Document Detail

In situ saphenous vein bypass--forty years later.
MedLine Citation:
PMID:  15815835     Owner:  NLM     Status:  MEDLINE    
In situ saphenous vein bypass, which was performed first by Rob in 1959, but introduced by Hall in 1962, has been widely applied as an alternative to the reversed bypass. Now, forty years later, it seems appropriate to review its current place and technique. Of the presumed original benefits of the in situ operation, it is now clear that the hemodynamic flow of converging (in situ) versus diverging vein (reversed) boundaries plus better vein/artery size match are the main advantages. It is now popular belief that the reversed saphenous vein graft to the popliteal artery has no significant hemodynamic disadvantage because the vein is of comparable diameter at the knee and in the groin. In contrast, vein bypass from the groin to the ankle strongly favors the in situ procedure because of the convergence of the walls of the vein below the knee and better vein/artery size match. The most controversial facet of the in situ operation has been the question of valvulotome is superior to lyse valves and whether to perform the operation open as originally described, or closed to avoid skin complications from a long groin to ankle incision. Preoperative vein mapping is advantageous for all saphenous vein conduit operations. For open leg in situ procedures, skin bridges and incisions made directly over the vein, directed by mapping, will minimize skin complications. Use of endoscopic in situ techniques is ideal but only with an experienced endoscopist. Valve lysis has improved but is still not foolproof.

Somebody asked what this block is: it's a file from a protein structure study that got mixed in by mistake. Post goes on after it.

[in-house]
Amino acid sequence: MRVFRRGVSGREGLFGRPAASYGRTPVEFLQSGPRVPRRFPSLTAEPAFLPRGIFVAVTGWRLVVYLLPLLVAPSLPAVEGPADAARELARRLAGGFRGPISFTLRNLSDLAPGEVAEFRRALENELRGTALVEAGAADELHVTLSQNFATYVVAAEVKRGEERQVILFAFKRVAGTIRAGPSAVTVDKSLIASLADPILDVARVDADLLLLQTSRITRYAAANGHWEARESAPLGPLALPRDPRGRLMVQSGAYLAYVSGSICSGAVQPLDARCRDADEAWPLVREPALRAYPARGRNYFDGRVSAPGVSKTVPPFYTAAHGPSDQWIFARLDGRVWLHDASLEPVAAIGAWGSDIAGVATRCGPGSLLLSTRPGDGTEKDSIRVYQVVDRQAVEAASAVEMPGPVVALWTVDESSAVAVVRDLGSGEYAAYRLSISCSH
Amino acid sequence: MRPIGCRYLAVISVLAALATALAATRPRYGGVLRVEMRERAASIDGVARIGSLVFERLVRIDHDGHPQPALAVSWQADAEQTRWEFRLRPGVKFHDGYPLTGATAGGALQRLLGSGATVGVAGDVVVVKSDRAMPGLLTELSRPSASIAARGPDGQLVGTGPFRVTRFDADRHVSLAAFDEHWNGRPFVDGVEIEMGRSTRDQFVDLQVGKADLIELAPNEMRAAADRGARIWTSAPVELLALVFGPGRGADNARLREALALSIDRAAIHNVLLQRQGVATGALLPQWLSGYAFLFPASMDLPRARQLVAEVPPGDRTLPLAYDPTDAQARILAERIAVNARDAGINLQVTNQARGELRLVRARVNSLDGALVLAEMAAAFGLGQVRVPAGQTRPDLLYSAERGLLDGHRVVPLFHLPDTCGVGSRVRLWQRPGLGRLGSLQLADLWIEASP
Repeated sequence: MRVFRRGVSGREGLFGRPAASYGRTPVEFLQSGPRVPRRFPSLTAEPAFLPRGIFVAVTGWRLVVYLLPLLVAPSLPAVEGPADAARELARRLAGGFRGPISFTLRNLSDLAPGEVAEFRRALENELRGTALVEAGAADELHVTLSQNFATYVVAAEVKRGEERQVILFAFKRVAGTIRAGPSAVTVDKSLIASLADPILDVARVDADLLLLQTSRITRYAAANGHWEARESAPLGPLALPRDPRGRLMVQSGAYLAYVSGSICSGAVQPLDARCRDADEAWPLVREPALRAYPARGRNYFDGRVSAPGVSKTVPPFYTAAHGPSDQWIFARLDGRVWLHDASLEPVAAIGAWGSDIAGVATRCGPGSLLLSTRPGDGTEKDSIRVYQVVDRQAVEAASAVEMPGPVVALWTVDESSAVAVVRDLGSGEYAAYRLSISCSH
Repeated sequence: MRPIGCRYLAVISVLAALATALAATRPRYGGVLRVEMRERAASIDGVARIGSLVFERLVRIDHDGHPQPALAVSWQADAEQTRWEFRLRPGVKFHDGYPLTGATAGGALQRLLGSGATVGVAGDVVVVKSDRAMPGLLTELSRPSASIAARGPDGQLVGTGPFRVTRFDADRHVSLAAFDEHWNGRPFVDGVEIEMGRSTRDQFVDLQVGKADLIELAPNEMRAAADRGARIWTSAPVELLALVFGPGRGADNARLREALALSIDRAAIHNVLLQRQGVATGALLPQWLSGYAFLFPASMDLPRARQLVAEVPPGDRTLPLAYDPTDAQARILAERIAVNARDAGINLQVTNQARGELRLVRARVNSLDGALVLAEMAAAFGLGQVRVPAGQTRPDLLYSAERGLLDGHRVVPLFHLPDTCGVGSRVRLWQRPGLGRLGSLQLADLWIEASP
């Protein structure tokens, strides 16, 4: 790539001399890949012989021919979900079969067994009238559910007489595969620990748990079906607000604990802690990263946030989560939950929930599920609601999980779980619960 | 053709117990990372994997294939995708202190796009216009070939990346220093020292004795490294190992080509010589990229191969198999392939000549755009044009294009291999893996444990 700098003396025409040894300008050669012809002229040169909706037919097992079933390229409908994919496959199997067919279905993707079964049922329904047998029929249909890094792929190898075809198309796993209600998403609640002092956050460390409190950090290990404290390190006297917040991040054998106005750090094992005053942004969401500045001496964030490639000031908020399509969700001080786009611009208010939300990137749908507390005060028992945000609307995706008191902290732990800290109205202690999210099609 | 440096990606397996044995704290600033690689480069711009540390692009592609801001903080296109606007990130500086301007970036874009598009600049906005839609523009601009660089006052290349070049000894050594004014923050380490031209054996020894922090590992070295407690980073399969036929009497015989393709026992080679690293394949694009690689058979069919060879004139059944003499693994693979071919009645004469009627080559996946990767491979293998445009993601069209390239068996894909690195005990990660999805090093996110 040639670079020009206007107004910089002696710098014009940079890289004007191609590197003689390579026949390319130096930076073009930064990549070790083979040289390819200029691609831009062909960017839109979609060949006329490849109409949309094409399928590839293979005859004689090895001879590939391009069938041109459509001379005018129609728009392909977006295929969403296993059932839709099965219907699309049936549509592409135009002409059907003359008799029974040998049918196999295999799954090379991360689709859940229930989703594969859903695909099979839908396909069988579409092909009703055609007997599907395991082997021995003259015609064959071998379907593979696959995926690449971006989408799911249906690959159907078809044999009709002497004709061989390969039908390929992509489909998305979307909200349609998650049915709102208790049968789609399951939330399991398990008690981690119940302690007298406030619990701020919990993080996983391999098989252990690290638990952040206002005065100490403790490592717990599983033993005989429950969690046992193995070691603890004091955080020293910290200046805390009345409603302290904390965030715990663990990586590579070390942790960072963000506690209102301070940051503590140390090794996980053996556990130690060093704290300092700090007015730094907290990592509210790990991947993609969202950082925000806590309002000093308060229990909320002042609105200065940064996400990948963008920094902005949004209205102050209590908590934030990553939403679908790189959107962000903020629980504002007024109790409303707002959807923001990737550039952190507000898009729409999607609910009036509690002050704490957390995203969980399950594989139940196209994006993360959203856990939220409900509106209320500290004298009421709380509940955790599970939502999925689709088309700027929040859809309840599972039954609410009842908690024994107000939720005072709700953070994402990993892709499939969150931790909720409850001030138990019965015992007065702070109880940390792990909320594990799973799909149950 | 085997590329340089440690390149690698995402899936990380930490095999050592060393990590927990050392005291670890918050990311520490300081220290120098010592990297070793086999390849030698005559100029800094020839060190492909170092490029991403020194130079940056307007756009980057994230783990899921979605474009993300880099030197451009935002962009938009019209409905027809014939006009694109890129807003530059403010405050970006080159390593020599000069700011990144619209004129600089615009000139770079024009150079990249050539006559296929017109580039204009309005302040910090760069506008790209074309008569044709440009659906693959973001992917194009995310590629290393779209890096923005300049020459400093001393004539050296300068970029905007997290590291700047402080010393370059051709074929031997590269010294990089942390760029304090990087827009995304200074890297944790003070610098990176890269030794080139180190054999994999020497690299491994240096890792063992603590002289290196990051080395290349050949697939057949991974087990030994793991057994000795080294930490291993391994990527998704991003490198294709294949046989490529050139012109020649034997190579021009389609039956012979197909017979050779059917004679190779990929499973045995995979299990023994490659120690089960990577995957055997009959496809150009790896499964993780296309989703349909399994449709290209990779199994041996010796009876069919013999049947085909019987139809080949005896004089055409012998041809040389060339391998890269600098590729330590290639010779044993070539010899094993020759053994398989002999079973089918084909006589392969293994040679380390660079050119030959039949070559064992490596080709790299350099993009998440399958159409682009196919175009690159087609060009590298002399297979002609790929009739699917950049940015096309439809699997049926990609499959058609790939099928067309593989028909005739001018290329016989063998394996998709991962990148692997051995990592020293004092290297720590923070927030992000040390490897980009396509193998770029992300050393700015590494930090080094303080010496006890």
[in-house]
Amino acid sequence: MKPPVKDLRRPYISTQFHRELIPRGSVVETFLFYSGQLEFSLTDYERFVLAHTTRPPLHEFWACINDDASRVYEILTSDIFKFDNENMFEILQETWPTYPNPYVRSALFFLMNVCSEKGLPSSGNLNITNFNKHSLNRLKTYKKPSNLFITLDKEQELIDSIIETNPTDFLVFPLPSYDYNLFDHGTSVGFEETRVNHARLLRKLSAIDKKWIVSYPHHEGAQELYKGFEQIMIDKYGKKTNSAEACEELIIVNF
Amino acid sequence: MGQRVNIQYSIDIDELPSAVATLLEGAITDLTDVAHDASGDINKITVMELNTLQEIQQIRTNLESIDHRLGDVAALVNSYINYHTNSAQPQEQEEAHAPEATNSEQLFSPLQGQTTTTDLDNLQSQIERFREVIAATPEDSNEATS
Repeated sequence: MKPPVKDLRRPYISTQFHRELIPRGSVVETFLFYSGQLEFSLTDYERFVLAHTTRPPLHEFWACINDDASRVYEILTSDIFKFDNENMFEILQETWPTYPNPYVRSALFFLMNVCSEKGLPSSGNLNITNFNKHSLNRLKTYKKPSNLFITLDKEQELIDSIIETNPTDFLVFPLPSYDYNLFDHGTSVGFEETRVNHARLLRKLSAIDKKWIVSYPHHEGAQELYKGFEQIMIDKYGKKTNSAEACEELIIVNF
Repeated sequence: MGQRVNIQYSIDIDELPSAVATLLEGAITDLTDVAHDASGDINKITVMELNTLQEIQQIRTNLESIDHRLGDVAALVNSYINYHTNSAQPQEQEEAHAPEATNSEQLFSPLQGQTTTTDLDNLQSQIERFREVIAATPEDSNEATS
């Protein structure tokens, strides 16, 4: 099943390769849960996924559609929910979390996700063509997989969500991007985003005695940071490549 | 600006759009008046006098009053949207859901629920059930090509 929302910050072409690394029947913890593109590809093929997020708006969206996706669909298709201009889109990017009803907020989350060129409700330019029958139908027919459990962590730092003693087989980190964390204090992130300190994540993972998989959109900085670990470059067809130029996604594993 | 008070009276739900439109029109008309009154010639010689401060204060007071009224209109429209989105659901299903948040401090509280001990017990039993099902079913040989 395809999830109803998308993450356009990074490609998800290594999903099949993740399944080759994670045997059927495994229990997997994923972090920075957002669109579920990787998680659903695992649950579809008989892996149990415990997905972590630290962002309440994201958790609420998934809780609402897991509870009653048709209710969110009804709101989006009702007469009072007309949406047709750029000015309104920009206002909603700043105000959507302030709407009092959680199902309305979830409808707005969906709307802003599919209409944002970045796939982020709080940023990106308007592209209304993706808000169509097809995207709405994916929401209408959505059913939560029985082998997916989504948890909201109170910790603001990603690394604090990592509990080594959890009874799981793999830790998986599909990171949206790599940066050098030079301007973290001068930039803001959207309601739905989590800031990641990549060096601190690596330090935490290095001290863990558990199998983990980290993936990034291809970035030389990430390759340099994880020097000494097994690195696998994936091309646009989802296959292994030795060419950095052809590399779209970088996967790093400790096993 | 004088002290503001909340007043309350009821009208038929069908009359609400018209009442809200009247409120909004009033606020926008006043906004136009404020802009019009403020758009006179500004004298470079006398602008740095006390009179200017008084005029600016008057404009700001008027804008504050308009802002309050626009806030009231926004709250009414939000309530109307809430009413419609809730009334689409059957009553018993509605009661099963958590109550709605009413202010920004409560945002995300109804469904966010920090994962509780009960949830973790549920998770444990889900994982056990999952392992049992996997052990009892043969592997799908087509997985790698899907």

John E Connolly
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Publication Detail:
Type:  Historical Article; Journal Article    
Journal Detail:
Title:  World journal of surgery     Volume:  29 Suppl 1     ISSN:  0364-2313     ISO Abbreviation:  World J Surg     Publication Date:  2005  
Date Detail:
Created Date:  2005-07-06     Completed Date:  2005-10-06     Revised Date:  -    
Medline Journal Info:
Nlm Unique ID:  7704052     Medline TA:  World J Surg     Country:  United States    
Other Details:
Languages:  eng     Pagination:  S35-8     Citation Subset:  IM    
Department of Surgery, University of California at Irvine, Orange, CA 92868-3298, USA.
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MeSH Terms
History, 20th Century
Peripheral Vascular Diseases / surgery
Regional Blood Flow / physiology
Saphenous Vein / physiopathology,  transplantation*
Treatment Outcome
Vascular Surgical Procedures / history*,  instrumentation,  methods

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